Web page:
Frying is even worse on food because oil, requires a higher temperature to boil than water. The higher the temperature, the greater the destruction of food. When frying food, it is usually cooked to a “golden brown” or a little darker. This beautiful golden brown that people love so much is a cancer producing substance. The brown on any food that has been browned by cooking is carcinogenic.
In addition the oil itself becomes a carcinogen. It has long been known that heated hydrocarbons can cause cancer. The longer they are heated and reheated and heated again, and the higher the temperature the more carcinogenic they become. Oils are hydrocarbons. The next time you desire french fries just remember that fast food chains change their oil only once a week or less. Also remember that there is more cancer of the stomach and colon than any other area of the gastrointestinal tract. Foods, the decomposition products of foods, and poisonous chemicals from cooking foods are retained in the stomach and colon for a longer period of time than in any other part of the gastrointestinal tract. Their irritating effects probably play a major role in the development of cancer of these organs.
Are spices harmful to one’s health?
Yes, they are. It is much better to refrain from using spices. Some spices are extremely poisonous while others are only moderately so. A substance is a food if it is capable of being used by a particular living organism in any of its metabolic processes. If a spice contains poisons and other substances that cannot be used by the organism in making living cells or in any of its functions then it becomes a poison in relation to the living organism, even if it contains minerals, vitamins, proteins and other nutrients. Spices contain substances which cannot be used by the body and if a substance can’t be used, it wastes precious nerve energy in expelling it to prevent damage to the body’s vital organs. Spices are harmful in proportion to their toxin concentration. They waste nerve energy and cause enervation in proportion to the amount of energy expended in excreting the noxious substances.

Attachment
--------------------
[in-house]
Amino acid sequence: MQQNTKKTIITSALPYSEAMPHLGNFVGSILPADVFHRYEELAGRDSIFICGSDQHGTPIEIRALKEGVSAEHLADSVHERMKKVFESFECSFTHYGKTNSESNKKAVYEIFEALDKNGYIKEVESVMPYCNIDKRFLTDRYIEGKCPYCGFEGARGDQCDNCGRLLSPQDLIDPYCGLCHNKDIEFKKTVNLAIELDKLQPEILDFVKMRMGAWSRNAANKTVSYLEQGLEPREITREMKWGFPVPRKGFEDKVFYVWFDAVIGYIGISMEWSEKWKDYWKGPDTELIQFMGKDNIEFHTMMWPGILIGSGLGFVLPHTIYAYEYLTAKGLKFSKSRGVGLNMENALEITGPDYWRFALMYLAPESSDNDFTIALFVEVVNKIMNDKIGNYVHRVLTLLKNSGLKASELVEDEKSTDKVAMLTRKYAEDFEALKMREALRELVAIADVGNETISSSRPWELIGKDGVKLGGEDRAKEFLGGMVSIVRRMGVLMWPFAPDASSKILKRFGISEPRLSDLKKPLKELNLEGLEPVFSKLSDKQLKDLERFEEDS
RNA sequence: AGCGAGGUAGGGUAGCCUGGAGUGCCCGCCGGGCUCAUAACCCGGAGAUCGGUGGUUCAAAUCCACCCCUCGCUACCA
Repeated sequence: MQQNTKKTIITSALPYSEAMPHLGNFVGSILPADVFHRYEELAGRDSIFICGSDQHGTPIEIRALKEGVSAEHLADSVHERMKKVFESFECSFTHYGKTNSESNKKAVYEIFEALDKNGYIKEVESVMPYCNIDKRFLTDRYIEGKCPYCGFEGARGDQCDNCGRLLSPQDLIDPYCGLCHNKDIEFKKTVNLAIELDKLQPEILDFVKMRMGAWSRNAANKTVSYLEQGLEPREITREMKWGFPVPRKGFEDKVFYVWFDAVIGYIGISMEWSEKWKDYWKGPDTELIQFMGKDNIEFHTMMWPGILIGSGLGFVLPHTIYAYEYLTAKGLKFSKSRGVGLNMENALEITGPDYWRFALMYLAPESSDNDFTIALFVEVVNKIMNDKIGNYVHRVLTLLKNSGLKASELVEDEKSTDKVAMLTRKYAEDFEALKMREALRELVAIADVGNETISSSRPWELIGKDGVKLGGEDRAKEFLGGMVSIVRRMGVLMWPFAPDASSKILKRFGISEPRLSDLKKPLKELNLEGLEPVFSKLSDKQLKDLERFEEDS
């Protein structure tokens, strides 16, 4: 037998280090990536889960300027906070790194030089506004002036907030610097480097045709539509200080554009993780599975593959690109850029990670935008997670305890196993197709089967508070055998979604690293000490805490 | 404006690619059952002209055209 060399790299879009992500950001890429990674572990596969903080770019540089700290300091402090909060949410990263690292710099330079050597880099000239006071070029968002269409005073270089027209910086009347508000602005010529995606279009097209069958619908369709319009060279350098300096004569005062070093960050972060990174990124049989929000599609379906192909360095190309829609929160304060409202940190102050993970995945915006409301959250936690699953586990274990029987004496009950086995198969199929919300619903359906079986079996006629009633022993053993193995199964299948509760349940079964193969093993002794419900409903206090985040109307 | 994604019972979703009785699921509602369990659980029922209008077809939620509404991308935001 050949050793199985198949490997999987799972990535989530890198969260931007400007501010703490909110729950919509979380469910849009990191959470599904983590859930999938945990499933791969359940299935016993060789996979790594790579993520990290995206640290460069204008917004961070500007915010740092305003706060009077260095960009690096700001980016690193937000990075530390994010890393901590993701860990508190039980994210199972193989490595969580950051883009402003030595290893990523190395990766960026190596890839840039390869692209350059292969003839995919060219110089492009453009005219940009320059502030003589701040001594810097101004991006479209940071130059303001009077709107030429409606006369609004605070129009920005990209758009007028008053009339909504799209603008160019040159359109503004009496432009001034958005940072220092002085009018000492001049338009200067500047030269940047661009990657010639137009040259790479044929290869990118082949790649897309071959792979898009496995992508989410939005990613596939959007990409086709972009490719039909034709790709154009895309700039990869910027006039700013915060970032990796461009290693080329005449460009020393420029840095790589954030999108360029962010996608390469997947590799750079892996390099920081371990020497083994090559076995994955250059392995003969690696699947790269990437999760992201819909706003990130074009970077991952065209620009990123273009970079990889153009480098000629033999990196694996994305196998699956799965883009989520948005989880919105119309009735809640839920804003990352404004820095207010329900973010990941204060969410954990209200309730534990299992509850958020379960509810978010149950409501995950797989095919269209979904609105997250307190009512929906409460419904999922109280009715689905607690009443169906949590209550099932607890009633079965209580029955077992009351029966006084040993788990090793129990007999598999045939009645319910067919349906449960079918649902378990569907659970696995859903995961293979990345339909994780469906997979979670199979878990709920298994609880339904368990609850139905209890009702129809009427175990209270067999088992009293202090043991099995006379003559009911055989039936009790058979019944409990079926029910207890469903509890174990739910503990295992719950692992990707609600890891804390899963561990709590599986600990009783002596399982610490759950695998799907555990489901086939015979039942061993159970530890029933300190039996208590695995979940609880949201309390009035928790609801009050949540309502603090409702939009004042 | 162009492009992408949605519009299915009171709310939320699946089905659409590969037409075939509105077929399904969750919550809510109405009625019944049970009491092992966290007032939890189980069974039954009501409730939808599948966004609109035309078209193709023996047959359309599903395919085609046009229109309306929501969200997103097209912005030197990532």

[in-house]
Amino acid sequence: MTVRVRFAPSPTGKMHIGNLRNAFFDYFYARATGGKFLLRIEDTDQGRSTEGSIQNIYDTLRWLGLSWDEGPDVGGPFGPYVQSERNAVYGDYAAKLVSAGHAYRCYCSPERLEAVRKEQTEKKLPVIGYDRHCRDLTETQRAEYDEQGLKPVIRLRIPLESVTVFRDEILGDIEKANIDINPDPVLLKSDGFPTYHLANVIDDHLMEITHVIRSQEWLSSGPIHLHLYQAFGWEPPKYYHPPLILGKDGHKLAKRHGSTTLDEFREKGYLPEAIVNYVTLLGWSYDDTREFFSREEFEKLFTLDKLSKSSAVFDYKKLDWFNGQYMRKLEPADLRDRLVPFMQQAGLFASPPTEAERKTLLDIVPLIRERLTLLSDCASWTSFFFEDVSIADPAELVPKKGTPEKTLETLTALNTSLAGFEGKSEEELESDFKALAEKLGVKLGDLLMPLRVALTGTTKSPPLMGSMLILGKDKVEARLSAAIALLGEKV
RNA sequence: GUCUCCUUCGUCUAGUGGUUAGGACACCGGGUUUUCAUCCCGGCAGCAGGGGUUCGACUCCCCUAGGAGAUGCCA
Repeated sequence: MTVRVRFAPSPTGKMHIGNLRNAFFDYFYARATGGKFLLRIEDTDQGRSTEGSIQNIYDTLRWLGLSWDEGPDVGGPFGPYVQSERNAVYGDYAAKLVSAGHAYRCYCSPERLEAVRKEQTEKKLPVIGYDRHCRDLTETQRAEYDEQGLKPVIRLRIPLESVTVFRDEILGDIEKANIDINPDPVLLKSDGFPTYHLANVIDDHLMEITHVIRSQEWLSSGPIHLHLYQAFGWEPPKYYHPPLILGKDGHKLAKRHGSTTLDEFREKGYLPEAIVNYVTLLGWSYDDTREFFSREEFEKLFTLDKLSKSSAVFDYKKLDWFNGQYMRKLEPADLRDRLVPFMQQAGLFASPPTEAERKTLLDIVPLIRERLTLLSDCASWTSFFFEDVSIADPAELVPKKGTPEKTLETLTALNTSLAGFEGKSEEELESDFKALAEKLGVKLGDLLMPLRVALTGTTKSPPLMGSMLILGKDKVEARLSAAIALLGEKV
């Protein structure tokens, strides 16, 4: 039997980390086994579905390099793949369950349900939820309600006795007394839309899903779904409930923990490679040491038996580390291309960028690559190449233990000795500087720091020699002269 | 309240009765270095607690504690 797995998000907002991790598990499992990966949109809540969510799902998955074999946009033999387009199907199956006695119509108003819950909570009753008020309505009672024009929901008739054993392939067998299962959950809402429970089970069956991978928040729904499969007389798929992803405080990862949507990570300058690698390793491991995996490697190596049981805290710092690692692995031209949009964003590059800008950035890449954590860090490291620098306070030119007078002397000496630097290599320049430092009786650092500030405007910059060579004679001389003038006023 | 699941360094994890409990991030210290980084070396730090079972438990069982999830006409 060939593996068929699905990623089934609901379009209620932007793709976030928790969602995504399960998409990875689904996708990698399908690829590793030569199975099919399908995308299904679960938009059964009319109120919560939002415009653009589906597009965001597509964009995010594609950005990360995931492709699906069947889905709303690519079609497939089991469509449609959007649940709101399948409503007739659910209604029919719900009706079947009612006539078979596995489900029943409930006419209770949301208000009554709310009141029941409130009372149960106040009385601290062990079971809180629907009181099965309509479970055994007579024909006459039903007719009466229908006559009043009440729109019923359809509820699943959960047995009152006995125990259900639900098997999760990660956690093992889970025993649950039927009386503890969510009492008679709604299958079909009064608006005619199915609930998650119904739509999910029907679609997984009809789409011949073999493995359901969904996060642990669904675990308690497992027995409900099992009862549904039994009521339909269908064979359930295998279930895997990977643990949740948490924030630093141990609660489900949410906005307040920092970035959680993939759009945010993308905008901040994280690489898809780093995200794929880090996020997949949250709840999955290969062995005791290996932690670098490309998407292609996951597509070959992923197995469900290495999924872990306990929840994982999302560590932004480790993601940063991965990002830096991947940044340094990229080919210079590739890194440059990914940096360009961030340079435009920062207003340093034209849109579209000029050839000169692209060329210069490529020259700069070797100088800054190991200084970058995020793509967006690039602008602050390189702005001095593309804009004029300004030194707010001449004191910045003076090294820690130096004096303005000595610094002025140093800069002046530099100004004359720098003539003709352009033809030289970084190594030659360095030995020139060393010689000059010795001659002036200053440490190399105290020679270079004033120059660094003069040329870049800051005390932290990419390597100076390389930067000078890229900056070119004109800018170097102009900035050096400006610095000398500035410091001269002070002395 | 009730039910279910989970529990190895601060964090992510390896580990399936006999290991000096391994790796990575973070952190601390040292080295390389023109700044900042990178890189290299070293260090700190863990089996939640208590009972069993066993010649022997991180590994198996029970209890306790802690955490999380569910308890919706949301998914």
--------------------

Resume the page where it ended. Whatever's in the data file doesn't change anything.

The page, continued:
Because of the toxic substances contained in spices, they cause irritation to the lining of the stomach and intestines. In fact some of them, such as mustard, cause bleeding of the stomach worse than aspirin, when taken in large quantities such as the amount some people put on their hot dogs.
Spices do not enhance digestion as we have been taught. On the contrary, because of the irritation they produce digestion is impaired. Besides the irritation to the gastrointestinal tract which may lead to inflammation and ulceration, spices irritate all the tissues inside the body with which they come in contact.
The latest theory in the production of arteriosclerosis is in line with Hygienic theory-that arteriosclerosis begins with an initial irritation, followed by inflammation of the arterial lining with the deposition of fatty material and finally calcium. Spices are definitely irritants and to continue using spices when you know how they are irritants to every tissue with which they come in contact is tantamount to saying “I don’t care if I get arteriosclerosis, or gastritis, ulcers or cancer.”
Lesson 29 will discuss the harmful effects of condiments in more detail.
- 1. Cooked Foods
- 2. Preparation Of Cooked Foods
- 3. Miscellaneous Recipes
- 4. Recipe Conversions
- 5. Questions & Answers
- Article #1: Your Probing Mind By Virginia Vetrano, B.S., D.C.
- Article #2: Hygienic Considerations In The Selection of Foods By Ralph C. Cinque, D. C.
- Article #3: How To Get More Food Value for Your Money By Marti Fry